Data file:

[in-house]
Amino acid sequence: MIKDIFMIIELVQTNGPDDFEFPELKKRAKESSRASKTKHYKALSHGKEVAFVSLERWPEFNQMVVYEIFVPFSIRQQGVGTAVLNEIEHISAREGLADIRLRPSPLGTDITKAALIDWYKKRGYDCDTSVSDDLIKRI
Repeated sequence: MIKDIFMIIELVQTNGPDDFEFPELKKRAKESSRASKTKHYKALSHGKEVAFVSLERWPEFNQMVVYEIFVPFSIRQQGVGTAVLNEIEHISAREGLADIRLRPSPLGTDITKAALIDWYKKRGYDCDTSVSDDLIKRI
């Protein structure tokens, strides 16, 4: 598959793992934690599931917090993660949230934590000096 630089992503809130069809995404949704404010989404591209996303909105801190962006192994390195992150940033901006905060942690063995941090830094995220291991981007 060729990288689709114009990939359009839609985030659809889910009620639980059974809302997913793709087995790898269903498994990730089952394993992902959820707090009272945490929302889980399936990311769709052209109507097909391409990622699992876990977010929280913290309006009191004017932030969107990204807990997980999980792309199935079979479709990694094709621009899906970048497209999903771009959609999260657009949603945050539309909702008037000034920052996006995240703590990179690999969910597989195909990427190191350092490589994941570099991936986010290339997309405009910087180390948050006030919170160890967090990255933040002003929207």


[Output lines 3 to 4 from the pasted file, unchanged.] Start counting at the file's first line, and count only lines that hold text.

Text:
Repeated sequence: MIKDIFMIIELVQTNGPDDFEFPELKKRAKESSRASKTKHYKALSHGKEVAFVSLERWPEFNQMVVYEIFVPFSIRQQGVGTAVLNEIEHISAREGLADIRLRPSPLGTDITKAALIDWYKKRGYDCDTSVSDDLIKRI
């Protein structure tokens, strides 16, 4: 598959793992934690599931917090993660949230934590000096 630089992503809130069809995404949704404010989404591209996303909105801190962006192994390195992150940033901006905060942690063995941090830094995220291991981007 060729990288689709114009990939359009839609985030659809889910009620639980059974809302997913793709087995790898269903498994990730089952394993992902959820707090009272945490929302889980399936990311769709052209109507097909391409990622699992876990977010929280913290309006009191004017932030969107990204807990997980999980792309199935079979479709990694094709621009899906970048497209999903771009959609999260657009949603945050539309909702008037000034920052996006995240703590990179690999969910597989195909990427190191350092490589994941570099991936986010290339997309405009910087180390948050006030919170160890967090990255933040002003929207």